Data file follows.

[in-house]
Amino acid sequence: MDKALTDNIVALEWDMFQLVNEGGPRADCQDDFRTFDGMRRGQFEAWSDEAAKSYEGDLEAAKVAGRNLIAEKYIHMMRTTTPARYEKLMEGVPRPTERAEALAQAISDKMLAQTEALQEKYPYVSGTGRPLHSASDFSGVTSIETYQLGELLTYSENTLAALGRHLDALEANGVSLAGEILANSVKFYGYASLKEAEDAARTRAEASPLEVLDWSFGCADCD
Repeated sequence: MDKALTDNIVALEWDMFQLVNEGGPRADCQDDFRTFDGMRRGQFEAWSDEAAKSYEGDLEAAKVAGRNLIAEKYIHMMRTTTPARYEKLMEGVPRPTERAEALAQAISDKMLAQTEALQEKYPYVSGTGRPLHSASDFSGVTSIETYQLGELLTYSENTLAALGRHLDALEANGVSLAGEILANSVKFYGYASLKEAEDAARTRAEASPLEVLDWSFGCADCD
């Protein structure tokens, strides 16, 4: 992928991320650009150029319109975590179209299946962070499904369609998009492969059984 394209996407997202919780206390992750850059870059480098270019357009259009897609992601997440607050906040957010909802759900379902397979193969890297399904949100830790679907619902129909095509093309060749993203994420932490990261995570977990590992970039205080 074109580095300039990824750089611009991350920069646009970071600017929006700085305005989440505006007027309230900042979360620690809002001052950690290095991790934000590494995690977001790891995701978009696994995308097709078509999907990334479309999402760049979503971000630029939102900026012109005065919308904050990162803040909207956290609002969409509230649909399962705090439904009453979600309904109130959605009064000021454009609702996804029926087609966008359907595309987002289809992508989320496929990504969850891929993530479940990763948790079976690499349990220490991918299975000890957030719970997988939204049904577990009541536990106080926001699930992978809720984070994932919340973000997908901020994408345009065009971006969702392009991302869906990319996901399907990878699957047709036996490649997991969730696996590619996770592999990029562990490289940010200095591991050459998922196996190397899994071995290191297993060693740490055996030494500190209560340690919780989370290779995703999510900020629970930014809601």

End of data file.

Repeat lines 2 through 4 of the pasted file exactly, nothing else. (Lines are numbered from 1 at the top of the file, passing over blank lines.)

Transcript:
Amino acid sequence: MDKALTDNIVALEWDMFQLVNEGGPRADCQDDFRTFDGMRRGQFEAWSDEAAKSYEGDLEAAKVAGRNLIAEKYIHMMRTTTPARYEKLMEGVPRPTERAEALAQAISDKMLAQTEALQEKYPYVSGTGRPLHSASDFSGVTSIETYQLGELLTYSENTLAALGRHLDALEANGVSLAGEILANSVKFYGYASLKEAEDAARTRAEASPLEVLDWSFGCADCD
Repeated sequence: MDKALTDNIVALEWDMFQLVNEGGPRADCQDDFRTFDGMRRGQFEAWSDEAAKSYEGDLEAAKVAGRNLIAEKYIHMMRTTTPARYEKLMEGVPRPTERAEALAQAISDKMLAQTEALQEKYPYVSGTGRPLHSASDFSGVTSIETYQLGELLTYSENTLAALGRHLDALEANGVSLAGEILANSVKFYGYASLKEAEDAARTRAEASPLEVLDWSFGCADCD
């Protein structure tokens, strides 16, 4: 992928991320650009150029319109975590179209299946962070499904369609998009492969059984 394209996407997202919780206390992750850059870059480098270019357009259009897609992601997440607050906040957010909802759900379902397979193969890297399904949100830790679907619902129909095509093309060749993203994420932490990261995570977990590992970039205080 074109580095300039990824750089611009991350920069646009970071600017929006700085305005989440505006007027309230900042979360620690809002001052950690290095991790934000590494995690977001790891995701978009696994995308097709078509999907990334479309999402760049979503971000630029939102900026012109005065919308904050990162803040909207956290609002969409509230649909399962705090439904009453979600309904109130959605009064000021454009609702996804029926087609966008359907595309987002289809992508989320496929990504969850891929993530479940990763948790079976690499349990220490991918299975000890957030719970997988939204049904577990009541536990106080926001699930992978809720984070994932919340973000997908901020994408345009065009971006969702392009991302869906990319996901399907990878699957047709036996490649997991969730696996590619996770592999990029562990490289940010200095591991050459998922196996190397899994071995290191297993060693740490055996030494500190209560340690919780989370290779995703999510900020629970930014809601």